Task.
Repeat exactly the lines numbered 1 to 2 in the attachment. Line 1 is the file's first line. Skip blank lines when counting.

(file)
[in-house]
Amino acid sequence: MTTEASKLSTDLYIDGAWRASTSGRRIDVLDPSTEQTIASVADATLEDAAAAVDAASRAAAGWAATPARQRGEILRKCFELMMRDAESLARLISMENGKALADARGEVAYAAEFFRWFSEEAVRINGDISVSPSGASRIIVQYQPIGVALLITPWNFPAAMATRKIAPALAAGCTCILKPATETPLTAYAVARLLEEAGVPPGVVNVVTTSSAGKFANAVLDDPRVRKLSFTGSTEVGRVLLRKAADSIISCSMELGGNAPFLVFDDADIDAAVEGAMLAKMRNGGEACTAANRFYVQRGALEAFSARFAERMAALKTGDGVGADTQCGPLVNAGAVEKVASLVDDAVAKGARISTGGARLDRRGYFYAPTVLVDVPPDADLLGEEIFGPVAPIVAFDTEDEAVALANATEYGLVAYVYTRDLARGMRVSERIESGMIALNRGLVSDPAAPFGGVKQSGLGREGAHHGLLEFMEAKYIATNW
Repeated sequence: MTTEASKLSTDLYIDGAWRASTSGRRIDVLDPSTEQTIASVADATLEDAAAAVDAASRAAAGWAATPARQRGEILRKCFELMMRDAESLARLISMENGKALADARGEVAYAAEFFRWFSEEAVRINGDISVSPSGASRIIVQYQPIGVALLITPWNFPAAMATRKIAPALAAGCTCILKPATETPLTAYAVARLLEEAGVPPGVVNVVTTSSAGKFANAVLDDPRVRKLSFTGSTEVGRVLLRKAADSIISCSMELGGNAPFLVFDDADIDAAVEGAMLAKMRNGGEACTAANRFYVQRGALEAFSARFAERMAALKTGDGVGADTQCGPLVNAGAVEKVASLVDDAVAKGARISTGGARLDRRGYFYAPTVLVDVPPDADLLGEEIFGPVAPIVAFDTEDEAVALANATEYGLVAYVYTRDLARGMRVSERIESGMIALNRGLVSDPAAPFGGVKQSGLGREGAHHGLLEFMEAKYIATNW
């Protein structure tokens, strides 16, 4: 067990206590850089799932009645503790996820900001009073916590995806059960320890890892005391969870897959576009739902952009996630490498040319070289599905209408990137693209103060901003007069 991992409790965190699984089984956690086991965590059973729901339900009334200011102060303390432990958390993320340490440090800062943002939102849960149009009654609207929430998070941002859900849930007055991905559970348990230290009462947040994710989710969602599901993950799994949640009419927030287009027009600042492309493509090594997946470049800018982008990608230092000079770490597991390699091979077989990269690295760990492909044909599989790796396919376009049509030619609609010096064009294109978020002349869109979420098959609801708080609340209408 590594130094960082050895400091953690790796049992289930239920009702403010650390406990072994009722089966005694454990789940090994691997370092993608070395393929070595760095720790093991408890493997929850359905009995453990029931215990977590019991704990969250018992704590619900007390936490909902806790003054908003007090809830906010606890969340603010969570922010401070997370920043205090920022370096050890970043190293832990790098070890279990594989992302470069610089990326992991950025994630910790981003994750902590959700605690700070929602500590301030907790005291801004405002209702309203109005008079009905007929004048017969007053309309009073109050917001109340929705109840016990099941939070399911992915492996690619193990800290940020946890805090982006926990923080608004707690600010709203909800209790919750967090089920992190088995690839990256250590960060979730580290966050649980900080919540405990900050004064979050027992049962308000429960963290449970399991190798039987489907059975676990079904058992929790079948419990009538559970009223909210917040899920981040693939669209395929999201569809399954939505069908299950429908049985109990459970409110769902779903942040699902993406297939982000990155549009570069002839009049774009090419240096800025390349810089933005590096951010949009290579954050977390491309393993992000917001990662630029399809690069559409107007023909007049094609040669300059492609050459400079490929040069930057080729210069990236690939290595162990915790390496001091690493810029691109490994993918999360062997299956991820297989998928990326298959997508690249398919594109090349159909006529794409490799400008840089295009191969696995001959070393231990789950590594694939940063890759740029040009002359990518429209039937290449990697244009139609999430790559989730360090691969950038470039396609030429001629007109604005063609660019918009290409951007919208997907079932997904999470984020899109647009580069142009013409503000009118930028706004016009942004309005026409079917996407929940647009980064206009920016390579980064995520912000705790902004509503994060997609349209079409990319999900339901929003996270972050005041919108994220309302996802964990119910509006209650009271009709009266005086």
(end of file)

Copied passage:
[in-house]
Amino acid sequence: MTTEASKLSTDLYIDGAWRASTSGRRIDVLDPSTEQTIASVADATLEDAAAAVDAASRAAAGWAATPARQRGEILRKCFELMMRDAESLARLISMENGKALADARGEVAYAAEFFRWFSEEAVRINGDISVSPSGASRIIVQYQPIGVALLITPWNFPAAMATRKIAPALAAGCTCILKPATETPLTAYAVARLLEEAGVPPGVVNVVTTSSAGKFANAVLDDPRVRKLSFTGSTEVGRVLLRKAADSIISCSMELGGNAPFLVFDDADIDAAVEGAMLAKMRNGGEACTAANRFYVQRGALEAFSARFAERMAALKTGDGVGADTQCGPLVNAGAVEKVASLVDDAVAKGARISTGGARLDRRGYFYAPTVLVDVPPDADLLGEEIFGPVAPIVAFDTEDEAVALANATEYGLVAYVYTRDLARGMRVSERIESGMIALNRGLVSDPAAPFGGVKQSGLGREGAHHGLLEFMEAKYIATNW